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Your Competition Has Set the Bar. . .

Updated: Apr 3


Little Things

LOW! Very Low!


Amazing as it seems, it doesn’t take much to stand head and shoulders above your competition. This applies to most things in life.


It certainly rings true when it comes to Delivering a Great Presentation.


Little things can make a HUGE DIFFERENCE.

  1. Write your own Introduction.

    1. The Introduction is an integral part of a presentation.

    2. It is the speaker’s responsibility, not the emcee or meeting planner’s duty, to write it.

    3. It is not a bio. Most bios pulled from the internet have little to do with the upcoming presentation. No one cares how many children and what hobbies the speaker has.

    4. The Introduction should answer three questions:

    5. WHY this subject?

    6. WHY this speaker?

    7. WHY now?

  2. Take Personal Responsibility for as many aspects of the talk as possible.

    1. Arrive at the venue early, very early to check and test everything, and if necessary, get the items that aren’t correct –  fixed. Having “everything in place and working” can lessen the fear of public speaking.

  3. Computer.

    1. Bring your own and confirm there is a backup available.

    2. Have the slides, in several formats, on a flash drive.

  4. Projector.

    1. Don’t rely on connecting cables to be available or long enough. Bring several extras.

    2. If the bulb fails, there may not be another available.

    3. Be prepared to present “Naked.” (No slides!)

  5. Sound.

    1. The supplied audio cables may be broken and there can be other compatibility problems.The onboard teeny-weeny computer speakers are useless in a large room.

    2. One or more external speakers, blue tooth and cable connected, should be brought to the venue.

  6. Remote Control.

    1. The ability to make slides advance and go backward is the basic function most “house” remotes provide. Additional features help facilitate a better presentation.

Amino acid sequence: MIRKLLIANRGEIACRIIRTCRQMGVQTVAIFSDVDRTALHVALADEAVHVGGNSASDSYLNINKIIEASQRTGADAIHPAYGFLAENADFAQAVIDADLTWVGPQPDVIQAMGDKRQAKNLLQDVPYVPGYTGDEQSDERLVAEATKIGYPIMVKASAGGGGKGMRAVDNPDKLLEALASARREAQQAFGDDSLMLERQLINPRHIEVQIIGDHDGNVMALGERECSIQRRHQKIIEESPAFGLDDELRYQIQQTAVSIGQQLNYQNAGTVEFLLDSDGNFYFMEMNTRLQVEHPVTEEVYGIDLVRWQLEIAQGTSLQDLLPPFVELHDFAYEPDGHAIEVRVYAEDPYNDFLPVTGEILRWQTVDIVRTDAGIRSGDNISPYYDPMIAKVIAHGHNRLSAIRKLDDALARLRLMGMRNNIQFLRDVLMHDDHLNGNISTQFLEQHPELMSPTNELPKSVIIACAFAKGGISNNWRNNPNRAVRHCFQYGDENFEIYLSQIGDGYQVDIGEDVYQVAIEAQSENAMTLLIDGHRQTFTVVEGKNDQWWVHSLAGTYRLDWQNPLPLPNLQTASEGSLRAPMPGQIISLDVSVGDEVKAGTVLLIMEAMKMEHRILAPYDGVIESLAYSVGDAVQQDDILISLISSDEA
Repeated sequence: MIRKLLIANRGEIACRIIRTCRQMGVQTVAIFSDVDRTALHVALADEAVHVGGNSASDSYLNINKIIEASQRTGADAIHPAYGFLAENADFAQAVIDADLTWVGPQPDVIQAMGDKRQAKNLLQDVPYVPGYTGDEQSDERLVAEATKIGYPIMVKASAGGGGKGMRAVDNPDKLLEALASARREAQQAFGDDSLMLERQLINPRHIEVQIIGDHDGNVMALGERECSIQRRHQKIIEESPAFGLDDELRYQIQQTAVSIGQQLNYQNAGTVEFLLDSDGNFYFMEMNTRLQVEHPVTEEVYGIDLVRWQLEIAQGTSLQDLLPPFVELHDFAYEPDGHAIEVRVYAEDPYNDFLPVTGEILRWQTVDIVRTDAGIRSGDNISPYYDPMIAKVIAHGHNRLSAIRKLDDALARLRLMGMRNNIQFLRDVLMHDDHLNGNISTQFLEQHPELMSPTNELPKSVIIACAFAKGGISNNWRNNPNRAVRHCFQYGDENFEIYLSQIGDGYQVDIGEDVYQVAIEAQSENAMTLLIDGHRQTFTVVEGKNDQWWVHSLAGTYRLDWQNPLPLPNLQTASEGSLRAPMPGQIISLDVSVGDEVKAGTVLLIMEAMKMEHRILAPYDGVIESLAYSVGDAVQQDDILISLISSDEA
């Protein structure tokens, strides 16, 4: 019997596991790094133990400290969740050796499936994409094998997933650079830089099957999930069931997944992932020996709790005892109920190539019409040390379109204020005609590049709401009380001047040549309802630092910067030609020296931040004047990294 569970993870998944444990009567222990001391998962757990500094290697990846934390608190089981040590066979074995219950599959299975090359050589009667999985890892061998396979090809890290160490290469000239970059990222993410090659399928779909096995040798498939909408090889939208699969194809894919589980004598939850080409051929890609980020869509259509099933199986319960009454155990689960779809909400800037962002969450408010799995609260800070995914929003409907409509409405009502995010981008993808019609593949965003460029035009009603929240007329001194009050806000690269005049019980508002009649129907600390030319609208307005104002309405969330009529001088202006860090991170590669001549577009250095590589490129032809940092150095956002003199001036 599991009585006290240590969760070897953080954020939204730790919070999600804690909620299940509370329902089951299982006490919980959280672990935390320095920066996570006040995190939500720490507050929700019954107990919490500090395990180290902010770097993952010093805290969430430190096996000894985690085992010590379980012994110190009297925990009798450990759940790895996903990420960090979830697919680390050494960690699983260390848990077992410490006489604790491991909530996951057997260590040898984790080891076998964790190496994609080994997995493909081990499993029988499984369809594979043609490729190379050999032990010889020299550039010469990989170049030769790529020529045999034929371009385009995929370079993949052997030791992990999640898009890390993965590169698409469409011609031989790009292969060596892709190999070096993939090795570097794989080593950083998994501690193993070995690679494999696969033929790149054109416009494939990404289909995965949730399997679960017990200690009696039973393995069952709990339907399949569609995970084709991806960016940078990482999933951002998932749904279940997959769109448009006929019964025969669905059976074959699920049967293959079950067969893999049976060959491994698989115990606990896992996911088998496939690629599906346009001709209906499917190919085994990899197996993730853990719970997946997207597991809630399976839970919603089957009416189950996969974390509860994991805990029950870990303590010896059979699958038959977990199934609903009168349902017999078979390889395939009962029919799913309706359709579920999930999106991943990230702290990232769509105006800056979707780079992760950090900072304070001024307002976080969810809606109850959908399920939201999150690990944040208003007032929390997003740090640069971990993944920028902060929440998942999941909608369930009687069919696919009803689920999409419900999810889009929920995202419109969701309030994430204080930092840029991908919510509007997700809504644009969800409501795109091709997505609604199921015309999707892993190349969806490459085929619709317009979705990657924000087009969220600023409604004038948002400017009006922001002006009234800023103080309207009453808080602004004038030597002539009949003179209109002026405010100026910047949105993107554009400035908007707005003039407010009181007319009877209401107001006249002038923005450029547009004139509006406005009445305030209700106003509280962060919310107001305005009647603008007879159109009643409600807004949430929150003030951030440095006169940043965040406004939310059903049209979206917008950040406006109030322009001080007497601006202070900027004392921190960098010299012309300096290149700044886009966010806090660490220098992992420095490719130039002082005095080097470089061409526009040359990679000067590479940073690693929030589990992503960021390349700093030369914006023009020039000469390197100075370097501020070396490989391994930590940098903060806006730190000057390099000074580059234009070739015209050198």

2. A remote that controls audio levels, has an infrared pointer, and possesses the ability to make the screen go dark should be a mandatory “tool of the presentation trade.”

  7. Meet and Greet the audience when they arrive!

    1. Many speakers prefer to come from “behind the curtains” when being introduced and taking the stage. – Wrong!

    2. Introducing yourself, shaking attendees hands, looking them in the eye and Thanking Them for attending goes a long way.

    3. It will cause them to pay attention from the moment you open the presentation.

    4. This activity connects the speaker with the audience from the get-go!

    5. It lessen’s anxiety for the presenter.

    6. It is amazing how easier it is to speak to people you’ve met, if only for a few moments.

  8. Stand to the left of the screen as the audience faces it.

    1. We read left-to-right unless you are in Israel or China!

  9. Deliver Content with Great Value.The audience is investing time, sometimes money, and opportunity cost (they could be doing something else).

    1. Make it worth their investment!

  10. If using Slides, follow the “Clean and Simple” Rule.

    1. Use little text and high quality, universally understood images.

  11. Practice! – Practice! – Practice!

    1. Even if you’ve delivered the talk many times, it will be the first time this audience will hear it and they deserve your best.

    2. Bands that have been together for over twenty-five years will rehearse before a concert.

  12. Write an After-Duction for the emcee to deliver.

    1. It’s far better for a third party, the host or emcee, to let the audience know you’ll stick around after the event to sign copies of your book and answer questions.

  13. Send a Hand Written Thank You Note to the Meeting/Event Planner or whoever was responsible for getting you the “Speaking Opportunity!”

    1. This holds true even if the event was a “fee waived” one. (Never do it for FREE, waive the fee!”)

    2. There may be several people involved in the decision, perhaps someone who referred you and one who “made it happen.”

    3. Send Thank You Notes to all of them.

Do the little things that make a HUGE DIFFERENCE and your next presentation will be – NO SWEAT!

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Pausing is a key component of presenting.

About the Author Fred E. Miller is a speaker, an international coach, and the author of the books, “NO SWEAT Public Speaking!” and “NO SWEAT Elevator Speech!”


Businesses, Individuals, and Organizations hire him because they want to improve their Networking, Public Speaking, andPresentation Skills.


They do this because they know:"Speaking Opportunities are Business, Career, and Leadership Opportunities."


They also know:We perceive really great speakers to be Experts. We like to work with Experts.

He shows them how to: Develop, Practice, and Deliver Fantastic Presentations! with – NO SWEAT!


Services:

  1. Keynote Speaker

  2. Workshop Facilitator

  3. Breakout Sessions

  4. Personal and Group Public Speaking and Presentation Coaching

  1. Crafting Your Elevator Speech, Floor by Floor with – NO SWEAT!

  2. We are All Self-Employed!


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If you have any comments, questions, or suggestions about this post or other posts please contact me: Fred@NoSweatPublicSpeaking.com.


Thank  you for your continued support. It is greatly appreciated!


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